What a jewel! The little Paris of Southern France! As far as real estate prices go Aix - 3 hours from Paris via the TGV high speed train - is nearly equal to Paris. Aix is a sophisticated town with elegant streets and squares, magnificent buildings with hidden gardens and student quarters in tiny alleys. It offers a wide array of cultural activities, excellent shopping and a great restaurant scene.
We like Aix best in the April - June and September - November periods, when it is less hot. The streets are full of university students, local residents and visitors. There is an air of optimism and expectation. Unlike nearby Marseille (we use the French spelling, it is "Marseilles" in English), the big, unruly, bustling and colorful port city, for centuries a magnet for immigrants, Aix retains its special Provence flavor.
Aix is surrounded by marvelous countryside, the Pays d'Aix, dominated by the white cliffs of Mt. Sainte Victoire of Cé;zanne fame. Between Aix and Marseille it's mostly suburban, a densely populated stretch with lots of traffic. This is where the new high-speed train station (TGV) is located. But the countryside east, north and west of Aix is lovely - Cézanne landscape!
Aix en Provence is the cultural capital of the PACA region - PACA stands for Provence-Alpes-Côte Azur. It used to be the capital of an independent Provence until 1481 when it was bequeathed by the last ruler to the King of France. It has a long history going back to Roman times: The name Aix derives from Aquae Sextiae - the spring waters of Consul Sextius Calvinus, who conquered the area in 125 BC. By the way, do pronounce the "x", it is "ax" like the ax and not "ae". Without delving too much into Aix's history there are three periods which have shaped it:
- Christianism was officially recognized in 313. Visit the 5th century octagonal baptistry of Cathédrale St.Sauveur, the 2nd oldest in the Provence after the one in Fréjus. The roof of the baptistry is supported by eight Roman columns.
- In 1387 the reign of King Louis II began. During his reign the university was founded. He was succeeded by his son, the much revered "good" King René, a cultivated ruler and sponsor of literature and the arts. Over the centuries, with Aix's fortunes going up and down, the university was a steady pillar in the town.
- Aix's reputation as a cultural center got a boost in the middle of the 19th century when artists discovered Aix, which unlike nearby Marseilles had avoided industrialization and had retained its Provençal charm. These were the times of the Impressionists, like Paul Cézanne, scion of a wealthy merchant family in Aix, who was often visited by his friends Renoir and Monet at his estate Le Jas de Bouffan near Aix. In 2006 Aix commemorated the 100th anniversary of Cézanne's death with special exhibitions and festivities. These were also the times of Cézanne's friend, the legendary writer Èmile Zola. There are many other famous residents of Aix, like the painter Victor Vasarely and the designer Emmanuel Ungaro. After World War II Aix started the international festival for classical music (operas, symphony concerts, chamber music and recitals), which developed into one of the most famous in Europe. For more information and ticket sales click here.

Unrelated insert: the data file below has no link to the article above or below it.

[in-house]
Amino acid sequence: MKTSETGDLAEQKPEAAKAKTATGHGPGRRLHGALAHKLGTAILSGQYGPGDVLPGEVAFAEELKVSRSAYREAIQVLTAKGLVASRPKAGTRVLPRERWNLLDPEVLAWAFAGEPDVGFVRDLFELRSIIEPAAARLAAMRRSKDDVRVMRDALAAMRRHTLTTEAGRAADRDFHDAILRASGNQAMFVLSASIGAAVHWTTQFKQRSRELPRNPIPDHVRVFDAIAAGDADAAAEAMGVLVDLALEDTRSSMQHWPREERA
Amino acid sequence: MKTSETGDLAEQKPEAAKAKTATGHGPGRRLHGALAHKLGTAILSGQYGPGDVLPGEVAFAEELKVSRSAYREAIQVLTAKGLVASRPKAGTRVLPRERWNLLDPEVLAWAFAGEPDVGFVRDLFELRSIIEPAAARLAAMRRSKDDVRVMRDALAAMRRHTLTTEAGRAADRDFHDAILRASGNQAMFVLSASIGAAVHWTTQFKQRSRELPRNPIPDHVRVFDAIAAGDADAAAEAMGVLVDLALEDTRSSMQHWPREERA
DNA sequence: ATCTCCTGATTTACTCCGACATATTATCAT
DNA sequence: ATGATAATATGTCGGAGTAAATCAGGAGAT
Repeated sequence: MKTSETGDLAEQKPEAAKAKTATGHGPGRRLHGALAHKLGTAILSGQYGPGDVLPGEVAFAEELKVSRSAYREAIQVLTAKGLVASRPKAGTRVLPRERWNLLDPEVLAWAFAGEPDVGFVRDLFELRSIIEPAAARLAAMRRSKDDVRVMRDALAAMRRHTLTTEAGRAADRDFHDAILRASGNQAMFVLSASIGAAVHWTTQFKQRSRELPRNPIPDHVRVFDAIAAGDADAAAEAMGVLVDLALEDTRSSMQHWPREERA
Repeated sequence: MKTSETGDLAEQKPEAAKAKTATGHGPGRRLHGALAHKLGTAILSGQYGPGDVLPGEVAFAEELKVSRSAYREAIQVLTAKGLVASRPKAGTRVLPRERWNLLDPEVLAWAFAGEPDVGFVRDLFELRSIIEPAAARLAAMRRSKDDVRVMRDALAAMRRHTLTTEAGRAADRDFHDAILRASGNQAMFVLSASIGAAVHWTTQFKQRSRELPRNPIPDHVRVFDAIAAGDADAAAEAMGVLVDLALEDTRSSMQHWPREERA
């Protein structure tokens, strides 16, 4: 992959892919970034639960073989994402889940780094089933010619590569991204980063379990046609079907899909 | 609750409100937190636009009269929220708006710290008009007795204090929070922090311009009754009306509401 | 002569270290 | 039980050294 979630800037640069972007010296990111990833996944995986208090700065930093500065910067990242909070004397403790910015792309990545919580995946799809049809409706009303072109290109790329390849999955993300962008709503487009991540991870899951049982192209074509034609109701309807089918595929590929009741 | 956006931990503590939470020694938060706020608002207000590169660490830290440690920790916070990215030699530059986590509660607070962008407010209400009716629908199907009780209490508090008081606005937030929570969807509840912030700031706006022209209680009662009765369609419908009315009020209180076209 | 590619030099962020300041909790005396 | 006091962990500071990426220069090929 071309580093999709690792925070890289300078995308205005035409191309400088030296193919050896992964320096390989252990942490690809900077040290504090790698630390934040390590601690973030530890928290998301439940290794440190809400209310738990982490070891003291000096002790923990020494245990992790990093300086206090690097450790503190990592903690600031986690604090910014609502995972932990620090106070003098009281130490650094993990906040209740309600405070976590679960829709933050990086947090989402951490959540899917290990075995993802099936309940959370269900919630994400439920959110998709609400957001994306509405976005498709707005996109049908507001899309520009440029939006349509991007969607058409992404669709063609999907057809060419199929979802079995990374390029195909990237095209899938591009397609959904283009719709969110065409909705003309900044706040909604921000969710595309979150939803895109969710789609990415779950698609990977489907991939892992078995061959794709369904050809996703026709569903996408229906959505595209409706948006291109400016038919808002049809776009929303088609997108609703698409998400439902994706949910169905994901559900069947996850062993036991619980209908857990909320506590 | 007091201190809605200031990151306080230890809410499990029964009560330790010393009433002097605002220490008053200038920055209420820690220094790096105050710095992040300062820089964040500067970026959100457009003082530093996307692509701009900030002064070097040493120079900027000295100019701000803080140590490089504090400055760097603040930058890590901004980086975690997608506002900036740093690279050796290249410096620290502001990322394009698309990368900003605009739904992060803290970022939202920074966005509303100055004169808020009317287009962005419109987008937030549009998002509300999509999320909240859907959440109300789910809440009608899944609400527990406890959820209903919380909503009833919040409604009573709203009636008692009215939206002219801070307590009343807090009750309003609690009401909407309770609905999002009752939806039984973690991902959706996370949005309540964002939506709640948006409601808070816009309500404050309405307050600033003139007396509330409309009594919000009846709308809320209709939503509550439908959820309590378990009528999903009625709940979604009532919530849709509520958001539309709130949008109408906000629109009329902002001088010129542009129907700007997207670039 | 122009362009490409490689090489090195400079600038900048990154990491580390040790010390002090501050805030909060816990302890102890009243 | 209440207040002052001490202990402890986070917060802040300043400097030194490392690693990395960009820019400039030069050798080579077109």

Let's do a tour of La Vieille Ville (old town), which is for the most part pedestrianised. Aix is growing rapidly, like many French cities in the South. You have to make your way through the modern parts of Aix, some nice, some not so nice until you reach the one-way ring road circling the old town (counterclockwise).
Parking is a real problem in Aix, especially during vacation times. Don't drive into the old town, you won't find a curbside parking space there. Best bet, if you arrive before 10:00 AM, is to park the car at one of the underground parking garages on the ring road. Try the huge Parking Carnot (1) first. Other viable parking garages are Pasteur (2), Bellegarde (3), Signoret (4), Cardeur (5) and Mignet (6). An open air parking space (7) can found on the road to Tholonet a bit further out; takes you 10-15 minutes to walk back to the historic town.